Gilmore Commission raps cybersecurity policy

Gilmore Commission raps cybersecurity policy

The Gilmore Commission has strongly criticized the administration's cybersecurity policy and called for a merger of cyber- and physical security policy work in the White House.

The commission's fourth report, released in full today, repeated the recommendation of its third report a year ago: to establish an independent commission on cybersecurity. 'We have concluded that the physical and cyber elements of [critical infrastructure protection] are so intertwined that it makes no sense to address them separately,' according to the fourth report.

'National coordination of cybersecurity policy has not improved,' the report said. 'The President's Critical Infrastructure Protection Board has not had a large effect on policy-making, apparently relying, instead, on the White House Office of Cyberspace Security' [gcn.com/21_31/tech-report/20263-1.html].

The Gilmore Commission said the board and other organizations that develop cyberspace policy do not include state, local and private sector representatives, as it recommended. The commission criticized the board's continuing reliance on public-private partnerships as a weak method of securing cyberspace. As a result, the board's Draft Strategy on Securing Cyberspace 'poses what we regard as voluntary, tactical responses to an inherently strategic problem of national importance.' The board called the draft strategy a 'small step indeed.'

Former Virginia Gov. James Gilmore leads the commission, which is known as the Advisory Panel to Assess Domestic Response Capabilities for Terrorism Involving Weapons of Mass Destruction. Congress established the commission in 1998. This year, in the National Defense Authorization Act for 2002, Congress extended the commission's work until 2004. So far, according to the commission, 66 of the 79 substantive recommendations it has made have been partly or wholly adopted.

The commission added that the government's reliance on persuasion to promote cybersecurity has perpetuated 'significant market disincentives to the adoption of cybersecurity measures ' that directly contribute to national needs,' such as national security, health and safety.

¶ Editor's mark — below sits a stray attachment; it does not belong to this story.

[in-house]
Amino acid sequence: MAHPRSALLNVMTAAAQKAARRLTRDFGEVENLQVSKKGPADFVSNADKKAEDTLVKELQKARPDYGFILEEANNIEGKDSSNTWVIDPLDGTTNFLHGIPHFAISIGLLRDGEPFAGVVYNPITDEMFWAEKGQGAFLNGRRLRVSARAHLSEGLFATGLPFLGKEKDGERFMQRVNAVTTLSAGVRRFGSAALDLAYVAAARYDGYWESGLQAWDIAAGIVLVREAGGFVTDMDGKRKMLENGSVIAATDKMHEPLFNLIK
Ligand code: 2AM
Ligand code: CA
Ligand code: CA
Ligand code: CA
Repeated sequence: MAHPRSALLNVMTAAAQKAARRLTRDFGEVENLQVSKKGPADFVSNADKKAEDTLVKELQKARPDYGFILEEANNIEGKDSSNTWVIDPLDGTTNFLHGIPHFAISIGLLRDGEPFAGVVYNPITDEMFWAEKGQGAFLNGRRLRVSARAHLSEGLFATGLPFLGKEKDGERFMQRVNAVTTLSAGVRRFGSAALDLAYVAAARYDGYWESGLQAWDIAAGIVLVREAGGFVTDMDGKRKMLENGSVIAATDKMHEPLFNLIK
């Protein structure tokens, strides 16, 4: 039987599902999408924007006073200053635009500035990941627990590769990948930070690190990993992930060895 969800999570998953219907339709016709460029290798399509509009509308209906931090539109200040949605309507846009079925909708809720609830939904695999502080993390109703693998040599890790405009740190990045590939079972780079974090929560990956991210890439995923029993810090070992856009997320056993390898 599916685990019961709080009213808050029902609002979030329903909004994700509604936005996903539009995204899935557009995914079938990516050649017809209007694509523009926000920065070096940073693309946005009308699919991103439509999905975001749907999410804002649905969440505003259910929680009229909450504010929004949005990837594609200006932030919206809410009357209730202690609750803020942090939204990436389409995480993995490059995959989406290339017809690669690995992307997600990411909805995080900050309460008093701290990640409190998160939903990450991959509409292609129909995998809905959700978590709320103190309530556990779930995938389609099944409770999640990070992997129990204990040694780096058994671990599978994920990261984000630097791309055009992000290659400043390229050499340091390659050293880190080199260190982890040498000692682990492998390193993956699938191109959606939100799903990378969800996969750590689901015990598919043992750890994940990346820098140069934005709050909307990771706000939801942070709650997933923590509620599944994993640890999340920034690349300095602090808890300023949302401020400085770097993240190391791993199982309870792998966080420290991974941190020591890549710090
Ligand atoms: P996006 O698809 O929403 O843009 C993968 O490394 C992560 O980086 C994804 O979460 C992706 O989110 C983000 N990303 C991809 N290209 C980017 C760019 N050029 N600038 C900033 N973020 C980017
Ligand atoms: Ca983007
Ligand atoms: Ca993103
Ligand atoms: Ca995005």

The commission said the 'federal government does not hold its leaders and managers responsible for cybersecurity. There are essentially little or no consequences for federal government agencies or officials who do not take prudent steps to improve cybersecurity.'

The commission cited research conducted for it by the Rand Institute, an educational group based in Irvine, Calif., that predicted that unless private-sector systems and security standards were upgraded, cybersecurity would deteriorate. 'Key reforms cannot be accomplished without fundamental changes in the IT market that significantly increase the understanding of the importance of cybersecurity.'

Such changes include:

  • mandating levels of security by law or regulation

  • modifying insurance practices to reward systems security

  • spurring the market for secure systems via federal procurement policy

  • changing liability law so companies would have to bear more of the burden of insecure systems.


  • In addition to recommending that the White House merge its physical and cybersecurity activities, the commission said the president should mandate a National Intelligence Estimate on the threats to the nation's critical infrastructure.

    The commission also called for the Homeland Security Department to adopt modeling and analytic capabilities and metrics used by the National Infrastructure Simulation and Analysis Center at the Energy Department's Sandia National Laboratory to enhance critical infrastructure security.

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